In the boom years after World War II David Pall had but one product to market: Essentially, porous stainless steel that would provide the world with filter material far more effective than anything that had come before it.
And it would spawn a business, Pall Corp. that would become the world’s leader in filtration devices and a billion-dollar company.
Pall’s metallic filter would be followed with a host of other products, including a filter that would become the state-of-the-art technology used in the medical field for filtering blood to make transfusions safer.
Pall, who was born in Ontario to Russian immigrant parents and went on to gain a doctorate in physical chemistry from McGill University in Montreal, joined the famed Manhattan Project as a research chemist during World War II. After the war he worked tirelessly in his garage to perfect his new filter, and with $3,000 from a friend, Bram Appel, started Micro Metallic Corp. (the company was renamed Pall Corp. in 1957) to manufacture the product.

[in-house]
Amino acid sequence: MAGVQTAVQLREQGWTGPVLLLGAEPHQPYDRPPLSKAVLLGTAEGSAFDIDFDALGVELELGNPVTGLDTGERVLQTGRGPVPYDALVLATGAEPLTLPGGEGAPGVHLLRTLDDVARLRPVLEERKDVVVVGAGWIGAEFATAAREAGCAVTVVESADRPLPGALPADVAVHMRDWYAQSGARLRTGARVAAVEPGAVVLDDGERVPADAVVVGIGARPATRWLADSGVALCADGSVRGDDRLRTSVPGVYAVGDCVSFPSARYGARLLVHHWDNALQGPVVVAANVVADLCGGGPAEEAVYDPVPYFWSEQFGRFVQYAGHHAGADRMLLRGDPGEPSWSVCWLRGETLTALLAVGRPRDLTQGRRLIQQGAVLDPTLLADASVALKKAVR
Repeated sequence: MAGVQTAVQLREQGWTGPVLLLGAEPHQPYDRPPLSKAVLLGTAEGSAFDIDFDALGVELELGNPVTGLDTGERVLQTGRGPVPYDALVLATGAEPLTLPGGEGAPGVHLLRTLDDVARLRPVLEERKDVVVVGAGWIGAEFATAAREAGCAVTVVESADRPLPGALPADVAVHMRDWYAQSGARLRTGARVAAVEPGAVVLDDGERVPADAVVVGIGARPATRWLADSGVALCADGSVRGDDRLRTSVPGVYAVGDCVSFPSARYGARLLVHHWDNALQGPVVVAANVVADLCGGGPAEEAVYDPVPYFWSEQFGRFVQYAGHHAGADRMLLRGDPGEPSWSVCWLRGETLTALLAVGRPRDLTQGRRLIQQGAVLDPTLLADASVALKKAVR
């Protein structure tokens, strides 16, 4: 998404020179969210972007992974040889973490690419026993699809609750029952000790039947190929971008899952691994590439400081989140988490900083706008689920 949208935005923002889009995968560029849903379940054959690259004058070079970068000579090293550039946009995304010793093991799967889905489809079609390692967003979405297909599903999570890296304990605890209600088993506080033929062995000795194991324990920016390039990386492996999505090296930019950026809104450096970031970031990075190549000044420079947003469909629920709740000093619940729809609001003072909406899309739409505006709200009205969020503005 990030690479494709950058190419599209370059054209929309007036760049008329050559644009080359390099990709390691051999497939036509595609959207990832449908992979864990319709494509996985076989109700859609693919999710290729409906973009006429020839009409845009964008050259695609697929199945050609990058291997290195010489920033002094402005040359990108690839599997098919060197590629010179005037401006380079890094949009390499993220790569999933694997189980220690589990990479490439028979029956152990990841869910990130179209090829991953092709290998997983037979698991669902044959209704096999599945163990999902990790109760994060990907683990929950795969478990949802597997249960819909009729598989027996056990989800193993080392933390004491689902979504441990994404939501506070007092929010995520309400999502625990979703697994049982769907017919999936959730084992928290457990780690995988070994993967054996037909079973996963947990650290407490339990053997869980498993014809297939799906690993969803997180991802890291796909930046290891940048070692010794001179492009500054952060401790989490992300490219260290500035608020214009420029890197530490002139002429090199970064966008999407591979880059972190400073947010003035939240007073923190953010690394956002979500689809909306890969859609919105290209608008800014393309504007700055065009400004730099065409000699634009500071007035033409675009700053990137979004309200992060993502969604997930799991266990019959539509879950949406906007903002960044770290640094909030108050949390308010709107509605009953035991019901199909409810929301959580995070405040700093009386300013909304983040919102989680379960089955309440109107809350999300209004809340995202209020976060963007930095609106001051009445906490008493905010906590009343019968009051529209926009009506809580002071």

The early years were difficult. Pall’s new filter was hardly an overnight success. But he persevered and the company in time would flourish.
Pall’s work was ground breaking. Pall and the company that bears his name became important players in numerous industries, including aerospace, medicine and energy.
His work in developing filters for blood transfusions came after the death of his wife in 1959 of aplastic anemia, a blood disease that required numerous transfusions.
Pall, who died in 2004, held 181 patents and was posthumously recognized by the National Inventors Hall of Fame as one of the world’s most important technology innovators. He received the National Medal of Technology in 1990.
By Robert Warren